Two Important Transit Bills Moving in Sacramento

Two Sacramento lawmakers have introduced legislation to improve access to transit. Maybe they ride Sacramento's efficient light rail system pictured above. Photo:##

(Ryan Wiggins is Transportation for America’s an on the ground in Southern California.  Last week he presented a primer on transportation funding at “Expanding Our Public Transit Options: Resources to Keep LA Moving Forward?” a Salon put on by Breathe L.A.  He was nice enough to share his notes with us in a two-part series.  Today we’ll focus on some legislation moving in Sacramento.  Yesterday Wiggins gave an overview of the federal picture. – DN)

Earlier this year, the State of California reenacted the state fuel tax which is viewed by T4A partners as a positive development. This maintains transit funds at $330 million – meaning that there have been no more cuts proposed this year; however, if the state budget process fails i.e. the revenue mechanisms/taxes proposed by Governor Brown are not enacted then cuts to state transit funds could once again be on the table

Transportation for America doesn’t take positions on state and local issues; however, partners such as Transform are taking a leadership role on state transit issues with the goal of making California’s public transportation networks more expansive and efficient.

There are several bills being proposed this year in the state legislature but two that have the possibility of increasing ridership, access to transit, and overall farebox recovery.

SB 582, Commuter Benefits Support, was introduced by Senator Bill Emerson (R-Riverside).  This legislation requires Municipal Planning Orgamizations (MPOs ) such as the Southern California Association of Governments to work with Air Districts to require companies with more than 20 employees to:

  • Provide a pre-tax benefit to both employers and employees; or,
  • Provide a transit subsidy; or,
  • Employer provided shuttle service

There is a similar federal benefit that was extended in December for one year as part of the tax cut package. It saves both the company (as much as $1230) and the employee (as much as $500) tax money each year. The state pre-tax benefit would provide this same type of win-win benefit for the employers and employees. Any of the three would increase ridership, farebox recovery, and help reduce VMT, fuel usage, congestion, air pollution, and GHGs while making transit systems more sustainable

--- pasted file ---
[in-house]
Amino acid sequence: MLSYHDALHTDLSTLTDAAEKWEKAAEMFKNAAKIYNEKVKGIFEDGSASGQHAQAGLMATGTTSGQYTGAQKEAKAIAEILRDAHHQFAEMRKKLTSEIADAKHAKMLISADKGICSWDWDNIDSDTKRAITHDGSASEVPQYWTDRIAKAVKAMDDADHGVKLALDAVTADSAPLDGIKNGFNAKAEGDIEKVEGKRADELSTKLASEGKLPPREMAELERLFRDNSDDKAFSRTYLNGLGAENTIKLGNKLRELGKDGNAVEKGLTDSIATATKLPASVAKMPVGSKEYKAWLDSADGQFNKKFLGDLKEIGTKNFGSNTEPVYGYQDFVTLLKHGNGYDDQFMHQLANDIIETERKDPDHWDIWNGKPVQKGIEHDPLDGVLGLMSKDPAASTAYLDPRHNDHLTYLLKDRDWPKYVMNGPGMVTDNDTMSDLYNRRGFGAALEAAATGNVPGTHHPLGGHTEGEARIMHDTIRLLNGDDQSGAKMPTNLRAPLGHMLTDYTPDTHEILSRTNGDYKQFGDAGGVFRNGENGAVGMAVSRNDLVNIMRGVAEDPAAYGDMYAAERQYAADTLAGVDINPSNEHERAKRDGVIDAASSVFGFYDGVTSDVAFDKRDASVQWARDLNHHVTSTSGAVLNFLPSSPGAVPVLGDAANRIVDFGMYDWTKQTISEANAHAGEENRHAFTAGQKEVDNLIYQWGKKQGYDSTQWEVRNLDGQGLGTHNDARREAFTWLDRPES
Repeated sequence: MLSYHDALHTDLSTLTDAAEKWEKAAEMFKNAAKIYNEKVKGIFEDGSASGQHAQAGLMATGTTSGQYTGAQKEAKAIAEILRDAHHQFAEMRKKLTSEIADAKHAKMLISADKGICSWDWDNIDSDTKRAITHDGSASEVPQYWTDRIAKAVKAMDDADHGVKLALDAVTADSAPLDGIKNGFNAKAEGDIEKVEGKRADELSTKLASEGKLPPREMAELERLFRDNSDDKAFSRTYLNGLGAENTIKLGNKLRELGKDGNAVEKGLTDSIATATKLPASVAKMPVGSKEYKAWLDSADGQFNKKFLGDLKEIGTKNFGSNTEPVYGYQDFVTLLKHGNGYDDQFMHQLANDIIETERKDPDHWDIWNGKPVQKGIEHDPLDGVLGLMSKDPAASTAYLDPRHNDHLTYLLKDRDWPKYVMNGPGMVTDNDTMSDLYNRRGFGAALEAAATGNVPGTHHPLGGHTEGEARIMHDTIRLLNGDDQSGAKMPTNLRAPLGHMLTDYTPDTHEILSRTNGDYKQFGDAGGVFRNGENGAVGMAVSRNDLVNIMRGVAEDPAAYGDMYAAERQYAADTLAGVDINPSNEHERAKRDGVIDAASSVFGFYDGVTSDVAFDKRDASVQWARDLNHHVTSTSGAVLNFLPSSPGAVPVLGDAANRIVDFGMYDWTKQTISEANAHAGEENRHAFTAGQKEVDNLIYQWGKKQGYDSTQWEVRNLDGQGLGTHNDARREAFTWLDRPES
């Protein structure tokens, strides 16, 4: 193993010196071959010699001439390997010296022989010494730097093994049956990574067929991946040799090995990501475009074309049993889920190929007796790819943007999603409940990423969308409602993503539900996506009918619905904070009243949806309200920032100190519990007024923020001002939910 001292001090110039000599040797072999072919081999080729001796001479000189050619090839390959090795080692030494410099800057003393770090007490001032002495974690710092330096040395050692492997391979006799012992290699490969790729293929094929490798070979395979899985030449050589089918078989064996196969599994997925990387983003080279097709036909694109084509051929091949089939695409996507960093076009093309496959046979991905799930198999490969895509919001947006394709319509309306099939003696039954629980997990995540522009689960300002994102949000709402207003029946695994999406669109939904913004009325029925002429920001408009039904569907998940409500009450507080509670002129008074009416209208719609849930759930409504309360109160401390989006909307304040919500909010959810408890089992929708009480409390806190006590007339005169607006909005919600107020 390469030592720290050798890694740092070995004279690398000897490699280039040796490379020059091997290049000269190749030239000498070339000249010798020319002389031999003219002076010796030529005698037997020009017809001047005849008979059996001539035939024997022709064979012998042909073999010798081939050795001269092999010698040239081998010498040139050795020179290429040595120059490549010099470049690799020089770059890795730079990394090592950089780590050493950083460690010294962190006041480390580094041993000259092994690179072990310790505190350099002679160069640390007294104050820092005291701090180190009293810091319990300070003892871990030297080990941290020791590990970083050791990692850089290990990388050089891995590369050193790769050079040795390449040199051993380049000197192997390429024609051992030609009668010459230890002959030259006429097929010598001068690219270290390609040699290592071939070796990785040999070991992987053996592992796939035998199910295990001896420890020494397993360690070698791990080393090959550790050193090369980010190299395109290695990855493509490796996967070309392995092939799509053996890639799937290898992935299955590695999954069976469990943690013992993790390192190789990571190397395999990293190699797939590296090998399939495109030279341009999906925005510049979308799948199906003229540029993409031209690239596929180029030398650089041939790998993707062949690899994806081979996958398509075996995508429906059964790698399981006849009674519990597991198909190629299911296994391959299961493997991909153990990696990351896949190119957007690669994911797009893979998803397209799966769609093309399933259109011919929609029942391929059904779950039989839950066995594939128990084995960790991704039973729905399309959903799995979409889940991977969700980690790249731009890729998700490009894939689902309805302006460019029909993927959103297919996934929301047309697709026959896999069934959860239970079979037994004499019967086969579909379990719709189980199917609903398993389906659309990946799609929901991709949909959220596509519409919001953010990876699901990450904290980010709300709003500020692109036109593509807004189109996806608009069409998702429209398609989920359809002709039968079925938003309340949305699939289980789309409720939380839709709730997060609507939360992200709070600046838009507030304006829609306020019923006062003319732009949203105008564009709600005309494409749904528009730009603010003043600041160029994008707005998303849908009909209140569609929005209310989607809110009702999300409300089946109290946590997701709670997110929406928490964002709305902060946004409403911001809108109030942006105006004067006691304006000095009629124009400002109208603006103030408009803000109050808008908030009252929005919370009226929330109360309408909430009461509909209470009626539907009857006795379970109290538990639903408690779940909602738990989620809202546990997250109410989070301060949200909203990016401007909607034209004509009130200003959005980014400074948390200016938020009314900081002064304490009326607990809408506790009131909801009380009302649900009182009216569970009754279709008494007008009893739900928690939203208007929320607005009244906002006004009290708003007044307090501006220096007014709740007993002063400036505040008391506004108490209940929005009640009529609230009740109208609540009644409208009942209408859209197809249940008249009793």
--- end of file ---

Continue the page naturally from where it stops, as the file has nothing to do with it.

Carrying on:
AB 147, the Subdivison Map Act, was introduced by Roger Dickinson (D-Sacramento).  This legislation authorizes cities and counties to charge developer fees to defray the costs of transportation improvements, but it is currently limited to bridges and throughfares. In many areas this cannot be done due without tearing down existing homes and businesses, and where it can be done may not be desirable.

  • This bill expands the use of these fees for transit, walking, and bicycling facilities
  • Can increase the access of populations to transit, increasing ridership, reducing VMT, increasing farebox recovery
  • Support SB 375 implementation goal

T4A does not have a position on these bills but its partners such as Transform are advocating for them as a means of improving California’s transit systems.  Transform and CalTransit Association are pushing these bills and were in Sacramento last week for an advocacy day focused on them. More information on these bills can be found at

Streetsblog will keep its eye on this legislation as it moves forward.


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